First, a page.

I DID IT! By one of our students who ran the Lincoln Marathon

I Did It!  I Finished! 

Don’t ask me if I will do it again, at least not today, maybe in a couple of months J  I am not going to lie my legs hurt after the race,  they were like lead weights.  

The first half was really awesome.  There were over 12,000 participants in Lincoln for the race on Sunday.   A sea of runners, ready for the challenge of the day.  The energy was truly amazing.  The community of Lincoln really comes out to support the race so there were plenty of cheering crowds along the way, it’s like a big old-school parade, with people lining the streets in lawn chairs, passing out jelly beans, orange slices and Kleenex to runners passing by, just taking in the activities of the day.    I was running at my usual pace for the first 13  with solid 10 minute miles and I felt really good.  

Then came the second half…….which was a totally different experience.   I have heard from other experienced marathoners that the second half of the marathon in Lincoln goes to No-Man’s- Land…………..and they were not kidding!  No cheering crowds, the 12,000+ runners had dwindled to less than 1500 marathoners, and the parade atmosphere gave way empty stretches between the water stations every 2 miles and the occasional group of supporters which were mostly family/ friends of the marathoners that remained.    My knee started to flare up in the second half and it became difficult to keep going.   I did the occasional walk, but found that it was more difficult to start running again after walking thus it was almost better to just keep going, so I did.   My pace was less than stellar in the second half which I somewhat expected due to my less than optimal training, but it was worse than I imagined (avg. 12:53).  I may have to do this again just to improve my time!      

 My cousin and I had passed e-mails the day prior and I just kept thinking about what Mark had said in his note;

 “What you're doing tomorrow is extraordinary and something that few people will ever do in their lifetime.  When you get to mile 20 and beyond tomorrow it will be similar to what I experienced, in that it's uncharted territory.  It's at this point which you rely on others for strength to get you through the most difficult times.”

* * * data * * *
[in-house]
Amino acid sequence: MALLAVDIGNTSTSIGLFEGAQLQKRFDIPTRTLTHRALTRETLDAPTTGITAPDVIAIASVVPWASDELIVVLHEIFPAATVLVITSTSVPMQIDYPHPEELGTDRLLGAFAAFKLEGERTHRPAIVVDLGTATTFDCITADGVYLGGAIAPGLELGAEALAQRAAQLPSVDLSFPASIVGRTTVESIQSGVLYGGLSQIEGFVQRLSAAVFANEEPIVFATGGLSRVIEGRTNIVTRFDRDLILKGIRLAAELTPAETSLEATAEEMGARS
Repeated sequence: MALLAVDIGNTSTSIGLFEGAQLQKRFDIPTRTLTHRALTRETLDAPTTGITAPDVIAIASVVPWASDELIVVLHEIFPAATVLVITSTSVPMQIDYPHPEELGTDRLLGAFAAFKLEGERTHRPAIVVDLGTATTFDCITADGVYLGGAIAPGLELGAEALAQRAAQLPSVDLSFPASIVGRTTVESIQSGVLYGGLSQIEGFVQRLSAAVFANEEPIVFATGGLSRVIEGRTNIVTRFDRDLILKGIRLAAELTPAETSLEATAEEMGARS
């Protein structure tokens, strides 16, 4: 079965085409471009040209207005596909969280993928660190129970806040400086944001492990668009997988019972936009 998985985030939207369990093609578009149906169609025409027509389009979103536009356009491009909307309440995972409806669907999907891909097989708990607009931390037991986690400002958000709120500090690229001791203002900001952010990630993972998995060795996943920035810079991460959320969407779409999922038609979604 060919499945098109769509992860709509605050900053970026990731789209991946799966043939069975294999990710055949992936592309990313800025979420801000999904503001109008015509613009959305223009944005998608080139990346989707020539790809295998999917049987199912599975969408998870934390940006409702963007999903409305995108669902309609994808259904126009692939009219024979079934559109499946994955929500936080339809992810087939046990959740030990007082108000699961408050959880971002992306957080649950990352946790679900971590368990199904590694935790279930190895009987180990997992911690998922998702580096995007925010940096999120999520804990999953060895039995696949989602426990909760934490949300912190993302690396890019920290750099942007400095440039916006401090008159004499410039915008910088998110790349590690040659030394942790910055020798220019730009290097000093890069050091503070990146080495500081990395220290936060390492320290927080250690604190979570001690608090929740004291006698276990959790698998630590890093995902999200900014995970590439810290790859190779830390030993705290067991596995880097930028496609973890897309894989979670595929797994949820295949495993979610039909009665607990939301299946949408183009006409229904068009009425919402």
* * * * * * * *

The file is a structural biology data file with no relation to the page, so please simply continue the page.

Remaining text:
I can’t tell you how much those words stuck with me in the final stretch. 

 My husband was there waiting for me at mile 16, 18, 22, and 24.  I was looking for him, he was my anchor and I really needed him.    I thought about all of your words of encouragement, your excitement for me and my commitment to all of you.   All I could think was I can do this,  this is difficult, but I know how far I have to go, I know that at mile 22, that I have 4.2 miles left, that’s just a daily jog around the lake, I can do that.  

 It occurred to me at this moment, that I knew the outcome of my race, I knew that I could make it to the finish line because I knew where the finish line was.    What would it be like to not know where your finish line is, to not know how far you have to go to get to the finish of your race, whatever you race may be.  Mark didn’t know when he was going through his treatment if it was going to work, he didn’t know the outcome of the race, but he kept going, he relied on others to get him through his race, he had faith and he did it.   So hats off to all those who have fought a battle and won, to all of the finishers, the winners of “their” race, whatever their race may be. 

What I learned from this experience is that the human spirit is very important in all that we do.  Running a marathon is not only a physical journey, but more importantly a journey of mental fortitude, a test of the human spirit. 

Thank you again for all of your well wishes, your generosity and support.  Could not have done this without you!

Rosemary McDermott

Lisa KanneComment